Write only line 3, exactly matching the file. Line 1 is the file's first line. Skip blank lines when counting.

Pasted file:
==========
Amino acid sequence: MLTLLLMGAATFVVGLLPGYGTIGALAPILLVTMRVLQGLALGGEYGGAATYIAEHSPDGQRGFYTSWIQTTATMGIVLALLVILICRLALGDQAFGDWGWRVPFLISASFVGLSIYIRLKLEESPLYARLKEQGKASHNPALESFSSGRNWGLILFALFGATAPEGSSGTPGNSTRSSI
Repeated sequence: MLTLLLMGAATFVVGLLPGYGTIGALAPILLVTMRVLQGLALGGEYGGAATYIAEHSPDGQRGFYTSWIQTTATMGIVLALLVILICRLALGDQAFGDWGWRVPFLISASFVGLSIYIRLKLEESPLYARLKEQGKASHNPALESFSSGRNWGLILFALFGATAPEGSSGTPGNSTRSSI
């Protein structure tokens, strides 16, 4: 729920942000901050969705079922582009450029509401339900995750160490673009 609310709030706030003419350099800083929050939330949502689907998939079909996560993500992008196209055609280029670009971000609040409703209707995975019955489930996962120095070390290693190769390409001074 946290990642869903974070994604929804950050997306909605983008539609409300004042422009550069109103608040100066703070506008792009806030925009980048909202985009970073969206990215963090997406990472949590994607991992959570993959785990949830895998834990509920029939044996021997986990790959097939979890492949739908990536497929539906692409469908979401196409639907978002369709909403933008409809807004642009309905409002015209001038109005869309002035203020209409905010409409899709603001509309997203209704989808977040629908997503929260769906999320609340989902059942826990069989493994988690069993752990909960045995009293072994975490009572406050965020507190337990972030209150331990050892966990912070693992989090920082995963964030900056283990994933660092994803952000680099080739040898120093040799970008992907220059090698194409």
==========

């Protein structure tokens, strides 16, 4: 729920942000901050969705079922582009450029509401339900995750160490673009 609310709030706030003419350099800083929050939330949502689907998939079909996560993500992008196209055609280029670009971000609040409703209707995975019955489930996962120095070390290693190769390409001074 946290990642869903974070994604929804950050997306909605983008539609409300004042422009550069109103608040100066703070506008792009806030925009980048909202985009970073969206990215963090997406990472949590994607991992959570993959785990949830895998834990509920029939044996021997986990790959097939979890492949739908990536497929539906692409469908979401196409639907978002369709909403933008409809807004642009309905409002015209001038109005869309002035203020209409905010409409899709603001509309997203209704989808977040629908997503929260769906999320609340989902059942826990069989493994988690069993752990909960045995009293072994975490009572406050965020507190337990972030209150331990050892966990912070693992989090920082995963964030900056283990994933660092994803952000680099080739040898120093040799970008992907220059090698194409």